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Opinion: Willamette University Lags in Modernizing and Securing Campus

Priya Thoren

Staff Writer

Art by Maille Olgyay

An email announcing the switch from swipe access cards to proximity/tap cards was sent by Willamette University former Director of Campus Safety Ross Stout on November 30. First beginning with the residential halls and extending to the PNCA campus, the safety of the university’s students and staff has been prioritized when making this commendable choice.

Currently, the project has seen some delay and, clearly, the new access cards have not been fully implemented post-winter break, and are instead expected to be seen on all buildings by at least

May, according to Willamette’s Service Center Manager, David Kebekol.

The new access cards will not be not a stand-alone addition for the school, and they have no new features other than a new software platform to drive it, Stout said in an interview, “It's part of the university's deferred maintenance upgrade of a number of infrastructure needs, like the fire alarm systems in the residence halls. This is a component of that, because it's integrated into a software platform…this was another product line that they offer,” he explained.

This has been a decision in the making for about two years. “[Siemens Automation Company] is able to utilize the existing wiring that we have, but the readers are being replaced. There is the requirement that new cards be issued, using a RFID—RF meaning radio frequency—transmitter receiver system versus the system we've been using of magnetic stripes,” Stout said.

Despite the time that has gone into planning this transition, Kebekol noted that “everything will probably be done right before graduation. Initially we thought it would be done by winter break, but that was not a possibility with the amount of card readers on campus and the small team that’s working on it and getting everything converted.”

The magnetic stripes system that is currently still on most of the university’s buildings is not flawless, and the new RFID system won’t be either. However, this is not a cause for concern; there was no security breach that occurred to spur this change. “The RF radio frequency technology is more secure than magnetic strips; magnetic strips can be copied and people can purchase hardware to create them. However, the system that we currently have—and have had for many years—has an encryption technology in it which would be very complicated for someone to duplicate…and is therefore very secure. The possibility exists to copy RFID technology as well. However, the cards we have purchased through Siemens are from a company called HID. They are… an industry leader in proximity card technology,” Stout explained.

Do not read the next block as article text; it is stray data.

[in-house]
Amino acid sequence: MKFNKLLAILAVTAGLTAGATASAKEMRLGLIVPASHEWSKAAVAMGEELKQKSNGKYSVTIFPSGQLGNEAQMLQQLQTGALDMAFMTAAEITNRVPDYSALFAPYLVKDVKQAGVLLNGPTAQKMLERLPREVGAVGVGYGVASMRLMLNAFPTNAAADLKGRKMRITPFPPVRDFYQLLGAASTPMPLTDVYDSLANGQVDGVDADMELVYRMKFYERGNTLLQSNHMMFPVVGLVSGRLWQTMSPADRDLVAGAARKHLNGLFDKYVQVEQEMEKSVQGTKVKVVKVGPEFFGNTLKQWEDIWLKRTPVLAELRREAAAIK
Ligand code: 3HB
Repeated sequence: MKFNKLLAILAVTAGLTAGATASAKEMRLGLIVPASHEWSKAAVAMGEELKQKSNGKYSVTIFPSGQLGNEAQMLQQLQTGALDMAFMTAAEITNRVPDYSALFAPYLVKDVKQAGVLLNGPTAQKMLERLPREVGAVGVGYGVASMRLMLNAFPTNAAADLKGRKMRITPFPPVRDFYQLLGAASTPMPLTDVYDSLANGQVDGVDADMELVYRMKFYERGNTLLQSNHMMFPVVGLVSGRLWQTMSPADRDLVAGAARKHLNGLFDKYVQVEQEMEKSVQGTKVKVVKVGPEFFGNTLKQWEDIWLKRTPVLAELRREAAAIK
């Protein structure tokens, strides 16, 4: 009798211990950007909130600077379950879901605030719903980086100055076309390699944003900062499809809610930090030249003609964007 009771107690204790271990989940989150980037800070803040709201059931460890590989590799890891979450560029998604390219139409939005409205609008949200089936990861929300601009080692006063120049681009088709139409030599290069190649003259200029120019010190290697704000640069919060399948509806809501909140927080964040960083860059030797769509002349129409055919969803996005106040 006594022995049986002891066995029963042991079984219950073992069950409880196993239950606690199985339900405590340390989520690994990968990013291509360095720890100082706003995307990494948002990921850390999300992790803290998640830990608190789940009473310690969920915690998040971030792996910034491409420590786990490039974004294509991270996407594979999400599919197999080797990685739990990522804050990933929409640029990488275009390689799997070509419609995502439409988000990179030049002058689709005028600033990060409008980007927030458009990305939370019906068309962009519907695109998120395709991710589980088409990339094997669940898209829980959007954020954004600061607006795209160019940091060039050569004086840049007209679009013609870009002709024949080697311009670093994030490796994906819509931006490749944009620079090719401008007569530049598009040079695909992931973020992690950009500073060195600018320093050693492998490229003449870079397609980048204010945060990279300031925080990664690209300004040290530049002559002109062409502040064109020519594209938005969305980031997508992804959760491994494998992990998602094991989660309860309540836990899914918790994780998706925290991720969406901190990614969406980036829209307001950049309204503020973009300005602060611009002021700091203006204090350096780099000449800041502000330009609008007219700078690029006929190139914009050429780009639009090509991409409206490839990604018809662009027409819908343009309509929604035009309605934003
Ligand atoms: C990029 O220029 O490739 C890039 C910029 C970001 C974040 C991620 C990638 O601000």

In addition to new access cards, a few other changes will be introduced to campus. “The university borrowed money for a number of different deferred maintenance issues, fire alarms, replacing roofs… we're going to be getting a new emergency notification system, probably coming online next year, and a new video camera system. These are all integrated into a single kind of dashboard where all of these systems can be monitored at a central location and talk to one another,” Stout said.

One thing that I appreciate about this plan is the acknowledgement of inconveniences that some members of the community have been experiencing with the swipe access card system. Particularly, individuals who rotate between the Salem and Portland campuses. “Convenience is really an issue that we're addressing with this. [The Portland campus] is actually operating on the same software system we’re using [at the Salem campus]. However,… we're actually using two different card technologies in each of the two campuses. So people are carrying two cards, and the cards don't cross over… They're having to be updated independent of one another. It's kind of a mess that we will clean up and resolve both from a convenience standpoint in terms of customer usage, and in terms of data entry when we are a fully operational new system,” Stout said.

Although the scheduling did not work out, the Service Center is still looking forward towards their goal of having one card for both campuses. “It will be easier for everyone to get into buildings with less interruption and more convenience,” Kebekol said.

The plan was not to address a security breach or security concern, but rather to induce an update to 21st century technology, according to Stout. The cards have plastic holders, but still have the benefit of fitting into a wallet. “It’s one component of several—fire alarm systems, the video cameras, the emergency notification—all being integrated into a single kind of user platform in terms of monitoring the system,” he added.

Overall, the pros of the new system are beneficial to the entire university community. Though the addition of the access cards has been delayed, the school keeping up with new technologies ensures the safest possible environment.

“The team…doesn’t have that much staff… This is all through contractors, with Siemens. So they are working their hardest and trying to get their work up to schedule. But initially, card readers not being available and things of that nature was what was holding [the project] up,” Kebekol said.

As new technologies emerge, it is fundamental for schools to be on top of things—if they aren’t, it could lead to unsafe and unreliable systems and put everyone on campus in danger. If they get implemented in a more timely nature, the additional advantages being added along with the access cards also point the school in the right direction, and hopefully this trend will continue.

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